When Substratum broke up, I mourned. Though they were only around for a few short years, they put out three full length albums, a couple of demos, and a couple of splits – not to mention that they put on a hell of a live show. Things seemed to be on the rise for the band when out of nowhere they broke up with the sudden departure of guitarist and riffwriter Max. Fortunately for fans, Substratum’s loss doesn’t mean the loss of all of the musicians involved, and both guitarist Matt Vogan and vocalist Amy Lee Carlson have carried on and started a new band – Sölicitör.
We were fortunate enough to sit down with Michael Denner (Mercyful Fate, Denner’s Inferno, Brats) to discuss his 40+ year career as one of metal’s most legendary guitarists.
BW: Did you ever expect back in the Brats days that you’d be a household name for heavy metal maniacs decades later?
Michael Denner: I had hopes and I had a feeling that we had something special going on, cause there were not one single band in Denmark who played the music we did back then and got it released on a big label (CBS).
One of the most exciting things in music is getting new material from a band you’ve known and loved for years. Even more exciting is when the material actually lives up to the band’s previous albums, and to the legacy of the members’ collective musical output. Magic Circle are a veritable supergroup at this point (though it wasn’t always that way, unless you’re a hardcore fanatic!), with musicians from bands like Pagan Altar, Torture Chain, Sumerlands, and Innumerable Forms just to name a few of many. These guys are crazy prolific, and somehow, that doesn’t mean that they’re putting quality control to the wayside. Rumor has it that many more songs have been written for some of their groups that were then abandoned for the sake of having high standards, which is just wild with how busy they stay.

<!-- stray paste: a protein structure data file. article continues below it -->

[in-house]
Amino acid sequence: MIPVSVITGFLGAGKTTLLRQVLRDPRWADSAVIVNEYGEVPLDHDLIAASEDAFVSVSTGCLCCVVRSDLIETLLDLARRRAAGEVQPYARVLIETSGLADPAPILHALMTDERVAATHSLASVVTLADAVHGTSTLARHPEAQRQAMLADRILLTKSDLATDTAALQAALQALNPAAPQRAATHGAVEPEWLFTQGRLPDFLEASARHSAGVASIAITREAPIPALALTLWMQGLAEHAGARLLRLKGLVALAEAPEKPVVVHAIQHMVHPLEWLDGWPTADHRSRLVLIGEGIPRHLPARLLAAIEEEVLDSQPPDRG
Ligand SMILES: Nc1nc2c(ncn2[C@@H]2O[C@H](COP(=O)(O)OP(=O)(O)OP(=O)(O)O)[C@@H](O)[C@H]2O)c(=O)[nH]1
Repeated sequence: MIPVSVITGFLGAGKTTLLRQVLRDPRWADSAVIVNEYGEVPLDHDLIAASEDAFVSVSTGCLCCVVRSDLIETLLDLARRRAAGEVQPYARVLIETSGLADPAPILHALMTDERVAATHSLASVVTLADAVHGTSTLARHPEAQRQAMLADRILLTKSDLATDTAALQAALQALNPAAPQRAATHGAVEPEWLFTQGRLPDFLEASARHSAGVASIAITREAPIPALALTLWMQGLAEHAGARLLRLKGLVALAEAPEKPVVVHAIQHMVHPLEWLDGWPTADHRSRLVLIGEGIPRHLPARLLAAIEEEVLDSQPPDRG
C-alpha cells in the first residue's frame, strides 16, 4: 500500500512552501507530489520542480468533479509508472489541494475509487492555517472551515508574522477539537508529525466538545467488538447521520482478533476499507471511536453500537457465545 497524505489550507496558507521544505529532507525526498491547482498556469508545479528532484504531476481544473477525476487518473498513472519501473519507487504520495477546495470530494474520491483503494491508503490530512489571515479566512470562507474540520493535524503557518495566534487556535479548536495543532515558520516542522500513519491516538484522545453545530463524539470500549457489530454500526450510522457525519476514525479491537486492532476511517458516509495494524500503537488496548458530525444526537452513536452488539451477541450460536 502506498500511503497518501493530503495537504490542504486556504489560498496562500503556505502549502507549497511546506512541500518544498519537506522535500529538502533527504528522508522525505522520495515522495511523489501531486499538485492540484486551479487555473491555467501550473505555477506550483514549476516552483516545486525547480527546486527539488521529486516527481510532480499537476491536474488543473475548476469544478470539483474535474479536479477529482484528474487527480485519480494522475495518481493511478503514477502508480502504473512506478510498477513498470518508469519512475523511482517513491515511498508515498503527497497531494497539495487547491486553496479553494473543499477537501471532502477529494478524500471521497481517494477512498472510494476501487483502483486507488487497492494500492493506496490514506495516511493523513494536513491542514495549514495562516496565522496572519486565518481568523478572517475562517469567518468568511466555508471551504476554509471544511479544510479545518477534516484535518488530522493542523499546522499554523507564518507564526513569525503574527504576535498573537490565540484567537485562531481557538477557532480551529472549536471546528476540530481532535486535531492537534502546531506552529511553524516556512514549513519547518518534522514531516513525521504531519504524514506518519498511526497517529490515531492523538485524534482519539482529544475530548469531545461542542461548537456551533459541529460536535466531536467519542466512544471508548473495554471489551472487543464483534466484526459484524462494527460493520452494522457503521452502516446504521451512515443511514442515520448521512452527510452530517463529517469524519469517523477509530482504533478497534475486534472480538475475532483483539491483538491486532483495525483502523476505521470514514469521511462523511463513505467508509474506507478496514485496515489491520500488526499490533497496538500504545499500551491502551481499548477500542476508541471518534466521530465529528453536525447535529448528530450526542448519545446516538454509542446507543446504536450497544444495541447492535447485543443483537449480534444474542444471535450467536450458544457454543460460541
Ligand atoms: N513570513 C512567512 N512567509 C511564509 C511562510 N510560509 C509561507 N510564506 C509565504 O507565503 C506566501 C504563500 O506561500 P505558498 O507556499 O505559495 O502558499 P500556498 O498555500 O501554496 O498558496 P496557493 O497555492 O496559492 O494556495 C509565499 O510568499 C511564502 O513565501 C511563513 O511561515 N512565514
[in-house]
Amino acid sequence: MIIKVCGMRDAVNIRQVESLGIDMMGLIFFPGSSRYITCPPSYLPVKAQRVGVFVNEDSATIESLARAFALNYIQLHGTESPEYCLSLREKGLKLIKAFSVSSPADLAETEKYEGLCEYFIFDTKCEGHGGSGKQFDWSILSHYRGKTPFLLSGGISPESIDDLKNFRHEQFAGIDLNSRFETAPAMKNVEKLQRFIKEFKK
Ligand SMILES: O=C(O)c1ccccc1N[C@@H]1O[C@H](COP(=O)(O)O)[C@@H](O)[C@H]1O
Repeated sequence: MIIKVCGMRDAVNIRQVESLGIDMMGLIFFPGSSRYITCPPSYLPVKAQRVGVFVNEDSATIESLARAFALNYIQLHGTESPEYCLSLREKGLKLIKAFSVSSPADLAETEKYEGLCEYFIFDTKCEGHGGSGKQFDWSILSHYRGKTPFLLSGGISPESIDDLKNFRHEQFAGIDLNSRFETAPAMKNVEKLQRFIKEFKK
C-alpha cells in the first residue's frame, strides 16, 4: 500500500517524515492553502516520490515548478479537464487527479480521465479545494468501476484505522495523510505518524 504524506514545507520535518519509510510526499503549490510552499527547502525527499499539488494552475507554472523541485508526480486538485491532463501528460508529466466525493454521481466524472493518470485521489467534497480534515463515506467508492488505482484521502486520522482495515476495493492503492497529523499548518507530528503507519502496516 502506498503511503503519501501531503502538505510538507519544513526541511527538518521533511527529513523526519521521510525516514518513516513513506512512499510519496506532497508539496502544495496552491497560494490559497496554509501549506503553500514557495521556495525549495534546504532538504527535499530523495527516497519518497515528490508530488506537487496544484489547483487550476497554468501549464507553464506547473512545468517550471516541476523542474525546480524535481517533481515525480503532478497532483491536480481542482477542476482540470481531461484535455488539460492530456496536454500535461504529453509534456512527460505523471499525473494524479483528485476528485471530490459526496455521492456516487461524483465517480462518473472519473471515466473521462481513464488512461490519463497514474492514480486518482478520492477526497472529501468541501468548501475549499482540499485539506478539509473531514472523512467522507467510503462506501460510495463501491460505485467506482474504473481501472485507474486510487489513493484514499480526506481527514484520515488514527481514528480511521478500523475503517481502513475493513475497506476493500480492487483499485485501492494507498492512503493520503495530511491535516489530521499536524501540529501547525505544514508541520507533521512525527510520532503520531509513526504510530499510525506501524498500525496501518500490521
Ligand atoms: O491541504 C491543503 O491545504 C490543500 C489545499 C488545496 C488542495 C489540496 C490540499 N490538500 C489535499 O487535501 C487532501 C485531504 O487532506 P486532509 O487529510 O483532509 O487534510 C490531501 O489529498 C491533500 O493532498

Some people hear Chile in association with death metal and think of fantastic bands such as Pentagram and Dominus Xul. Some people, who I think are sadly ignorant of one of the world’s richest metal scenes, don’t think of much at all. Unaussprechlichen Kulten are firmly on my list of classic Chilean bands worth listening to. Much like Drawn and Quartered and Funebrarum, they’ve been operating since the ‘90s but got started just a little too late to be considered a classic band, or to debut when their style of death metal had many fans active. Add that to the issues that all South Americans have with breaking out and you get one of death metal’s most consistent and killer bands being sadly unappreciated in the larger scene, something that I hope will finally change with the band’s fifth full-length album, Teufelsbücher.
It’s not often that an old favorite completely surprises you. Whatever band it is, they’re an old favorite for a reason—they’ve been consistent, and maybe had some serious evolution along the way, but they’ve been good at what they do for a long time and probably haven’t done anything too out of left field since they were a much younger band.
Chile is, and has been since the ‘80s, a hotbed of metal that is most appreciated by the extreme diehards of the genre and by people that actually live in Chile. There are not many breakout bands that have enjoyed the same universal success as American, Canadian, or European groups; for whatever combination of reasons, Chilean bands do their thing and mostly never escape South America. This is a real travesty, as some of the genre’s best have been Chilean, and even those on bigger international labels just don’t get the attention of comparable bands from more marketable locales.
Epic metal and my taste go hand in hand. I got into heavy
metal through Slough Feg and Brocas Helm after years of stagnating at Maiden
and Sabbath’s doorstep, and once I found Slough Feg I didn’t have to look very
far to start finding more stuff that I was into thanks to a similarly-inclined
friend. What I am trying to say here, before even getting into this review, is
that I am automatically biased just because of the style- and, moreover, I am
friends with several of the band members, one of them going back years. Anything
I say should be ignored in favor of just immediately buying the album yourself
so you can see how great it is.